Lexie Mulholland

Alicia Pry

Paula Rivero Ramire
z
Gabby Smith

Hannah Vargas

Dylan Webb


Opening Reception:

May 5th, 2017

6 – 10pm


Graduation Reception:

May 19th, 2017

6 – 10pm


Student Exhibition Center Hours:

Monday: 1:30 – 6pm

Tuesday: 11am – 6pm

Wednesday: 1:30 – 6pm

Thursday: 11am – 6pm

Friday: 1:30 – 6pm

Saturday: Noon – 5pm

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Sarah Perkins featured in Missouri State’s research publication

Congratulations to Sarah Perkins! Her work is currently featured on the Missouri State research page.

Here’s a snippet:

Alchemy. The ancient desire to exchange the commonplace for the extraordinary — an impulse as understandable as it is unreachable.
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Mitzi Kirkland-Ives recognized with General Education Assessment Award

The Council on General Education and Interdisciplinary Programs (CGEIP) has selected Dr. Mitzi Kirkland-Ives for the 2017 General Education Assessment Award for her leadership in assessment for improvement and for employing effective and innovative practices to help students achieve success in general education in ART 274: Survey of Asian Art.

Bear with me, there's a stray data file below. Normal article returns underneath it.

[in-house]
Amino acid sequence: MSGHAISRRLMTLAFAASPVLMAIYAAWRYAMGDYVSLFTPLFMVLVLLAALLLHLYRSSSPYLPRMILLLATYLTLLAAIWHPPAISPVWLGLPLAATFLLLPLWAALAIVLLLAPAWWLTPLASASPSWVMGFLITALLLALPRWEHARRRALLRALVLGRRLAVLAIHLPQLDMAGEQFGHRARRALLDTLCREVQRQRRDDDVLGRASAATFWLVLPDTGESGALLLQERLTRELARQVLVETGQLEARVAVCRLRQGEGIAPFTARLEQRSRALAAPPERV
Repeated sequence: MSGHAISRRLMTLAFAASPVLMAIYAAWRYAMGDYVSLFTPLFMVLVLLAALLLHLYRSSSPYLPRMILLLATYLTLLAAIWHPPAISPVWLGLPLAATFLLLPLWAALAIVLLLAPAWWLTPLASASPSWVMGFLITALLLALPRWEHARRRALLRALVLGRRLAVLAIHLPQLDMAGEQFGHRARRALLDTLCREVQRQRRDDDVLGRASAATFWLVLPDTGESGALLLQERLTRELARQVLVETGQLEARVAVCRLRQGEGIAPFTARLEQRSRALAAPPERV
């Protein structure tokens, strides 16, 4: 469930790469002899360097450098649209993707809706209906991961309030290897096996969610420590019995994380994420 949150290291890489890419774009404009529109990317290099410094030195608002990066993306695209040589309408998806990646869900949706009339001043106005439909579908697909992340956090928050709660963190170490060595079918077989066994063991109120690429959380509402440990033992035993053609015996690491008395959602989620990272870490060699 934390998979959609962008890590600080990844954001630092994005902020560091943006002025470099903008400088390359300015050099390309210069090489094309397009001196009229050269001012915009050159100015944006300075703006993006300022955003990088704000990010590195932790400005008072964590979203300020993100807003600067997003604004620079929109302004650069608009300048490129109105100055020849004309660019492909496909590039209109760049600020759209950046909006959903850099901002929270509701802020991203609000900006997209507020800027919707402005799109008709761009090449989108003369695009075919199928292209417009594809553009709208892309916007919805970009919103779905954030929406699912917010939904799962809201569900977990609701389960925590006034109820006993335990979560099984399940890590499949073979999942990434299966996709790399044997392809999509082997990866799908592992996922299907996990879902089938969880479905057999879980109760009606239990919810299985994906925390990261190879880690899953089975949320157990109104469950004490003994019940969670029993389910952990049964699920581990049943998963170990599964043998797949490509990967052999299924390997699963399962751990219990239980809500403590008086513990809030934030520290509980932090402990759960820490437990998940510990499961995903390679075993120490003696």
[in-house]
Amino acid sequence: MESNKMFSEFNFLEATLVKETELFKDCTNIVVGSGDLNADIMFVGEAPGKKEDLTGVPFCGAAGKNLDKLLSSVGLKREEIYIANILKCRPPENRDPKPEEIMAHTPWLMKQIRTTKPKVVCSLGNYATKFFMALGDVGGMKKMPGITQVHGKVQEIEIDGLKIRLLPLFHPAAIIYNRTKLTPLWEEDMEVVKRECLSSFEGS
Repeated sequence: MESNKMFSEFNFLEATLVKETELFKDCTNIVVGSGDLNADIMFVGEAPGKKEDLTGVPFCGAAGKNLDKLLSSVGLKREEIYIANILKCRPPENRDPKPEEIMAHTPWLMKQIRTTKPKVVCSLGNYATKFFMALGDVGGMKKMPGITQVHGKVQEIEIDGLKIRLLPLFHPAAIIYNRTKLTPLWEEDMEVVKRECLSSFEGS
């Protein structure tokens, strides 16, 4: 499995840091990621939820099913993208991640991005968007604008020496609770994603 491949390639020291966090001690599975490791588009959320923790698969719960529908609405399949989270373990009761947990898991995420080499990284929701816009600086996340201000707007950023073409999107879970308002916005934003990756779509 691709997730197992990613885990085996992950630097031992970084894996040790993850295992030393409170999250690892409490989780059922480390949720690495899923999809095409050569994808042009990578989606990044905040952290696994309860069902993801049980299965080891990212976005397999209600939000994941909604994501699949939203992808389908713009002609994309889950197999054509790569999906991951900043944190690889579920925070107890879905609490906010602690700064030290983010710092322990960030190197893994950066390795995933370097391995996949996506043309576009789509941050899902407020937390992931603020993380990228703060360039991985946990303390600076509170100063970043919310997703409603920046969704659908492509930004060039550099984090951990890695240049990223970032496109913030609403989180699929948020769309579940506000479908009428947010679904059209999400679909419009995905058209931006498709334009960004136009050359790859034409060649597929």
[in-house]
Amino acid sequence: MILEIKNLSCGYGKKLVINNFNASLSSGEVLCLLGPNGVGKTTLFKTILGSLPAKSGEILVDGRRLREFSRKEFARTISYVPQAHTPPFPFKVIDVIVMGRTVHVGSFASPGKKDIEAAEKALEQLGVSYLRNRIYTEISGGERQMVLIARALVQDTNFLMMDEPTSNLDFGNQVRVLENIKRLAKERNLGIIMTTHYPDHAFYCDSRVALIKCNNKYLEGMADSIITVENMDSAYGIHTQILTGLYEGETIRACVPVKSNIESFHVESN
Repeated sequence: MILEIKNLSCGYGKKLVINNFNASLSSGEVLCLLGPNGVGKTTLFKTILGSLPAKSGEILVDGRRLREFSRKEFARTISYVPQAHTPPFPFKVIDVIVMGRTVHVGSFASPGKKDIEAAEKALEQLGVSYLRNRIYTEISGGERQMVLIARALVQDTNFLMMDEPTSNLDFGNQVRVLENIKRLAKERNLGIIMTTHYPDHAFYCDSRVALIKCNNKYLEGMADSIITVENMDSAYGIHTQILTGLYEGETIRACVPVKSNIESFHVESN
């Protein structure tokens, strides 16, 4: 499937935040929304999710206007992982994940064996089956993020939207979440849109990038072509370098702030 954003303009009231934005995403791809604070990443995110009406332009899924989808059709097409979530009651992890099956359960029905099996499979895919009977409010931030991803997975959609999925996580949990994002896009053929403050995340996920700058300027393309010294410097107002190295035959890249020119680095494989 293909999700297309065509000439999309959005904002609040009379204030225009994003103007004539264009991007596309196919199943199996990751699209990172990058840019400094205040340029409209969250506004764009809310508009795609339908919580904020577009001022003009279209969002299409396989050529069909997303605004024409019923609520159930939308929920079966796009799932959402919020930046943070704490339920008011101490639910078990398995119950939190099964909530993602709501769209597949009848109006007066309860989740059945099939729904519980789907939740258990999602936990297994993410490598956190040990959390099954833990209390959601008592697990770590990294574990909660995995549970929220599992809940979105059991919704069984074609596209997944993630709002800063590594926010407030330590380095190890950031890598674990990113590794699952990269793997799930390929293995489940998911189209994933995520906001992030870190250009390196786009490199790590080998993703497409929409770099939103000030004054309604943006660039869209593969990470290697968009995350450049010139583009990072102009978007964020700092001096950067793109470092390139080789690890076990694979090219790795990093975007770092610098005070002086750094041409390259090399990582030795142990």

In 2016-2017, CGEIP reviewed 99 annual reports and selected seven general education course coordinators for this honor. Dr. Kirkland-Ives was recognized for this achievement at the All-Faculty Recognition Ceremony on May 2.

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Not your typical Instagram profile

Gwen Walstrand photography
Photo by Gwen Walstrand

The Earth’s landscape is changing at a dramatic pace. These changes, driven by both human action and inaction, have long-term implications for the future of the planet.

Gwen Walstrand, professor of art and design at Missouri State University, is exploring these changes through photography.

“We have an ocean of images surrounding us all the time — a sea of floating pixels,” said Walstrand. “I’m hoping that my images are more contemplative, that when you encounter them in a museum, gallery or book form, they are more thought-provoking.”

On her recent sabbatical, Walstrand hiked and canoed her way through mountains and forests to capture landscapes across the United States.

‘Beautiful, dark, foreboding’